In February 2016 the rest of the world laughed as Chinese Dota was humiliated at the Shanghai Major. China had been on top of Dota 2 since the advent of the game. People talk about TI winners alternating between China and ‘the West’ but in truth TI winners only tell a small part of the story. How well represented is each region at TI and how well do they do? How well does each region do during the other 355 days of the year?

By most metrics Chinese Dota was dominant for five years, right up until the Shanghai Major. And then the biggest Chinese LAN ever saw the home ground competitors thoroughly undone. Many commentators claimed that coming shortly after Chinese New Year meant the local teams were not well prepared. Some argued that Chinese teams only care about TI.

Swindlemelonzz, whose compLexity team had a breakout performance finishing 6th at the event, claimed it had been a long time coming; that Chinese teams had finally been punished for their laziness. Chuan, who attended the event with Newbee, suggested the problem was more related to a failure of youth development in the region.

After the Shanghai Major Swindlemelonzz openly called the Chinese scene out for being lazy.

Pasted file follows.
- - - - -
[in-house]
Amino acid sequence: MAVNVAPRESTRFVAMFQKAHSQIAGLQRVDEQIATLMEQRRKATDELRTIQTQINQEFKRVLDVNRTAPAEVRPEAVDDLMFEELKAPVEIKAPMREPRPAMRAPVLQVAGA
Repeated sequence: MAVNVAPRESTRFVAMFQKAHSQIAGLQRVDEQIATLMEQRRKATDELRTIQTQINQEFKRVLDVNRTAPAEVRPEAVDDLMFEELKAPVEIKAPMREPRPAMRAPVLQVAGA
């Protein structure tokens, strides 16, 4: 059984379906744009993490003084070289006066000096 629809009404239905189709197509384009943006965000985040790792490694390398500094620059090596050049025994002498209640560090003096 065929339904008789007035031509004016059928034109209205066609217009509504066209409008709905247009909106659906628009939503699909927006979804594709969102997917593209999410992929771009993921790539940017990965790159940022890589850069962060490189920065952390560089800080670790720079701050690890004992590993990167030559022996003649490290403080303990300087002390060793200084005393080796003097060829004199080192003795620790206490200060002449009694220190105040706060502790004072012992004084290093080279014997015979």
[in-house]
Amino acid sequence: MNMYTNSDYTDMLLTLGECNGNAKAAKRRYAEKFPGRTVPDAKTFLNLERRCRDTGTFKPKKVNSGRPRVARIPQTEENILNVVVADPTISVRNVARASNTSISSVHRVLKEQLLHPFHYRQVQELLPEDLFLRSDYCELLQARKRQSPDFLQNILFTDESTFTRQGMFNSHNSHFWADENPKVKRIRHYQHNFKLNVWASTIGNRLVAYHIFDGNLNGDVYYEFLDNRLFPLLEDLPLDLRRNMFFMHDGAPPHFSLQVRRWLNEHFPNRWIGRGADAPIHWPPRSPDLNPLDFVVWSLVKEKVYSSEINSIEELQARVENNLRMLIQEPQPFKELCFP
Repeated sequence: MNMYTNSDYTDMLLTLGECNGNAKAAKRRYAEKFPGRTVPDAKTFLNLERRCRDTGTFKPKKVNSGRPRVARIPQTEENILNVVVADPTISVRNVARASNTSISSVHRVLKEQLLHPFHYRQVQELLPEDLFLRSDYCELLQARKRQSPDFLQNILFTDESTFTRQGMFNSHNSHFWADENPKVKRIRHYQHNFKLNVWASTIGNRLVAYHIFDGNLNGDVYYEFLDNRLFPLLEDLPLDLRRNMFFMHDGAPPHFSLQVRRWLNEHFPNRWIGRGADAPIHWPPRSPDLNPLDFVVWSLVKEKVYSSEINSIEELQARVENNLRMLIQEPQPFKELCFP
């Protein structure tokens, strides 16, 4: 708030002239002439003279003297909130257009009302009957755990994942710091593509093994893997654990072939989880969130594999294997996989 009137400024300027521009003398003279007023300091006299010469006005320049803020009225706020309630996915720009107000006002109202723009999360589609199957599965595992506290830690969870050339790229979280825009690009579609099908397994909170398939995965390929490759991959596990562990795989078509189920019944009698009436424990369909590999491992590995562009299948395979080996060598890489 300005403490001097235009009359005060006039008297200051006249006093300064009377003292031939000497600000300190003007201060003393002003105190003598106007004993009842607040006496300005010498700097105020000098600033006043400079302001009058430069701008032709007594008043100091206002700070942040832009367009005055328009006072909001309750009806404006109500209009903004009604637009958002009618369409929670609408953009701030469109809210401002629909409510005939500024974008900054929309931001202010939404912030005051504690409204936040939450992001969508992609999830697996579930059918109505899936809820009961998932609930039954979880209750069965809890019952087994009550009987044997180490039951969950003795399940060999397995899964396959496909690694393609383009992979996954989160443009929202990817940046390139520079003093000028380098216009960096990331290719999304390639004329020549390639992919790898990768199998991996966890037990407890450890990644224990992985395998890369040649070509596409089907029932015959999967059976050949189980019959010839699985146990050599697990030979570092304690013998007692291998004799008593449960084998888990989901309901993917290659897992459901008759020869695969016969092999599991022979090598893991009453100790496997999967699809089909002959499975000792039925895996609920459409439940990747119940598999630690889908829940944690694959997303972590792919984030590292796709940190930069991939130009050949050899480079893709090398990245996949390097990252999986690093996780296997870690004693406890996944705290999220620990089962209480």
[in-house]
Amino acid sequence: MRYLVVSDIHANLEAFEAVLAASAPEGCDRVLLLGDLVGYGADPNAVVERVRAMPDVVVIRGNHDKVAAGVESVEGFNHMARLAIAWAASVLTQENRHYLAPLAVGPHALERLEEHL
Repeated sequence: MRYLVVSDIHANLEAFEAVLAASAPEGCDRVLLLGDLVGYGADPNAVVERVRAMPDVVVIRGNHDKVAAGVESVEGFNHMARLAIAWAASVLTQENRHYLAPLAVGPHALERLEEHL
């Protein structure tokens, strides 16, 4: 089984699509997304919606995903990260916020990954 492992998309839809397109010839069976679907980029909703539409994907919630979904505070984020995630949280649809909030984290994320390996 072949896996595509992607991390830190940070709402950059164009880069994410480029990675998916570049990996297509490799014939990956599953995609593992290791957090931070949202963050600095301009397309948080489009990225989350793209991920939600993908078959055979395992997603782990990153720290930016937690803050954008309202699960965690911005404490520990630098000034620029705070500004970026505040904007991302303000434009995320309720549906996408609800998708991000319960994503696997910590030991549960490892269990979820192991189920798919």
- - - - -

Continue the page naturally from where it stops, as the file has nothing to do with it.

The truth is that most of the Chinese teams attending the event had been in very good shape leading up to it. Indeed, by all accounts EHOME entered the Major as clear favourites. To this day, what actually transpired remains something of a mystery. Probably, some combination of the above factors were at play. But even so, we never quite got the full picture.

The facts now

Yes, Wings won TI6. But Wings were not representative of your average Chinese team in 2016. In fact, they were quite the opposite. Probably, their success, and CDEC’s before them, was part of what led to the return to Chinese dominance we are currently seeing. For now, lets look at some context.

Five Chinese teams participated in the Shanghai Major, with all five teams finishing in the bottom eight. This was far and away the worst China had done in any significant Dota event ever. For the sake of convenience, lets narrow our focus to Valve events. A clear narrative will quickly appear.